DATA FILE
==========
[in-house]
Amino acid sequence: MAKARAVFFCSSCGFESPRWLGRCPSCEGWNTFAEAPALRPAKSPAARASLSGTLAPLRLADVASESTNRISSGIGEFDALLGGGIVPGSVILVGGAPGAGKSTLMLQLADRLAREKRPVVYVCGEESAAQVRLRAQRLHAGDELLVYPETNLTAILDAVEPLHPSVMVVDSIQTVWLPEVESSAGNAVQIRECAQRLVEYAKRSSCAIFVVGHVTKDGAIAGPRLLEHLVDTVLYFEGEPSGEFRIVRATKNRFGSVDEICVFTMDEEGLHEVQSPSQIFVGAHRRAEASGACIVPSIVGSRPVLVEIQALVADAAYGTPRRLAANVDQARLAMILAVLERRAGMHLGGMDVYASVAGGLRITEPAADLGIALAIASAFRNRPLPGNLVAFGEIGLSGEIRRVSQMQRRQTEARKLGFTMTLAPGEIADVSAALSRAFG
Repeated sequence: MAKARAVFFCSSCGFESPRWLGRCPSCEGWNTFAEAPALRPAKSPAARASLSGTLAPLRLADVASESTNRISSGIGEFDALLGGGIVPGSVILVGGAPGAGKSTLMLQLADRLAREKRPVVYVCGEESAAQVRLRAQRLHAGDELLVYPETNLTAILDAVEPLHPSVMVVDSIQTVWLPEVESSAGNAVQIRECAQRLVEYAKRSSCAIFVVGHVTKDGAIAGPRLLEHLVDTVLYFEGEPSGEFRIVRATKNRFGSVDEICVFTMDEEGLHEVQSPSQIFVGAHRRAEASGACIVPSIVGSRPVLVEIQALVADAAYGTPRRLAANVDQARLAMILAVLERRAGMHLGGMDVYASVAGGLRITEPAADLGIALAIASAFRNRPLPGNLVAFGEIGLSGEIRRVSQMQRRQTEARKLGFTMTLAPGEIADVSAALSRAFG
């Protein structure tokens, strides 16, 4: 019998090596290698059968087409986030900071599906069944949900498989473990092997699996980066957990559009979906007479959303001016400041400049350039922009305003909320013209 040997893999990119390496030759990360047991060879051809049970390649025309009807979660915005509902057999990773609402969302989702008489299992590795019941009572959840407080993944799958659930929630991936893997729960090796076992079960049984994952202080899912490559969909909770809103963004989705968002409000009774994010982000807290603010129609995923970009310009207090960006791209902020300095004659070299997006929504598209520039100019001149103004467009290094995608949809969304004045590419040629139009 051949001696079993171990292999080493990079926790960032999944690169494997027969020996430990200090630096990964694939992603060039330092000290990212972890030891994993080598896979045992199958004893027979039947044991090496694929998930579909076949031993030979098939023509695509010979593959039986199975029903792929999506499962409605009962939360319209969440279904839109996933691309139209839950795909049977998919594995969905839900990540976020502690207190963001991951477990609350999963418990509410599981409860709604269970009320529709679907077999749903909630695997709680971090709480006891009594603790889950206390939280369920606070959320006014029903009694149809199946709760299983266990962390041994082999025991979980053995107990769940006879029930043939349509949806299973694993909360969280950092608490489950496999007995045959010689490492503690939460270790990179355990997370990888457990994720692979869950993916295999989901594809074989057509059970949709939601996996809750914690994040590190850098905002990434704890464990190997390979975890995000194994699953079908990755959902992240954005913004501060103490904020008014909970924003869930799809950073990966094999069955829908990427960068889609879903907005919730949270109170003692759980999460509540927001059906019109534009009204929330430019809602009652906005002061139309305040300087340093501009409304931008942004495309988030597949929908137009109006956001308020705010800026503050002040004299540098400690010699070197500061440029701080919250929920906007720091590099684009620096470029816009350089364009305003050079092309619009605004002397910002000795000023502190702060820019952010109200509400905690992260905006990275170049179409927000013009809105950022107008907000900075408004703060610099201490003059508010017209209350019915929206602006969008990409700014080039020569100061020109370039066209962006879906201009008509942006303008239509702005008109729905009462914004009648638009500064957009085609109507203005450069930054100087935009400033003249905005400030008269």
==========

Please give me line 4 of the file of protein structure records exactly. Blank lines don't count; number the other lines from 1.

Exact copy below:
């Protein structure tokens, strides 16, 4: 019998090596290698059968087409986030900071599906069944949900498989473990092997699996980066957990559009979906007479959303001016400041400049350039922009305003909320013209 040997893999990119390496030759990360047991060879051809049970390649025309009807979660915005509902057999990773609402969302989702008489299992590795019941009572959840407080993944799958659930929630991936893997729960090796076992079960049984994952202080899912490559969909909770809103963004989705968002409000009774994010982000807290603010129609995923970009310009207090960006791209902020300095004659070299997006929504598209520039100019001149103004467009290094995608949809969304004045590419040629139009 051949001696079993171990292999080493990079926790960032999944690169494997027969020996430990200090630096990964694939992603060039330092000290990212972890030891994993080598896979045992199958004893027979039947044991090496694929998930579909076949031993030979098939023509695509010979593959039986199975029903792929999506499962409605009962939360319209969440279904839109996933691309139209839950795909049977998919594995969905839900990540976020502690207190963001991951477990609350999963418990509410599981409860709604269970009320529709679907077999749903909630695997709680971090709480006891009594603790889950206390939280369920606070959320006014029903009694149809199946709760299983266990962390041994082999025991979980053995107990769940006879029930043939349509949806299973694993909360969280950092608490489950496999007995045959010689490492503690939460270790990179355990997370990888457990994720692979869950993916295999989901594809074989057509059970949709939601996996809750914690994040590190850098905002990434704890464990190997390979975890995000194994699953079908990755959902992240954005913004501060103490904020008014909970924003869930799809950073990966094999069955829908990427960068889609879903907005919730949270109170003692759980999460509540927001059906019109534009009204929330430019809602009652906005002061139309305040300087340093501009409304931008942004495309988030597949929908137009109006956001308020705010800026503050002040004299540098400690010699070197500061440029701080919250929920906007720091590099684009620096470029816009350089364009305003050079092309619009605004002397910002000795000023502190702060820019952010109200509400905690992260905006990275170049179409927000013009809105950022107008907000900075408004703060610099201490003059508010017209209350019915929206602006969008990409700014080039020569100061020109370039066209962006879906201009008509942006303008239509702005008109729905009462914004009648638009500064957009085609109507203005450069930054100087935009400033003249905005400030008269």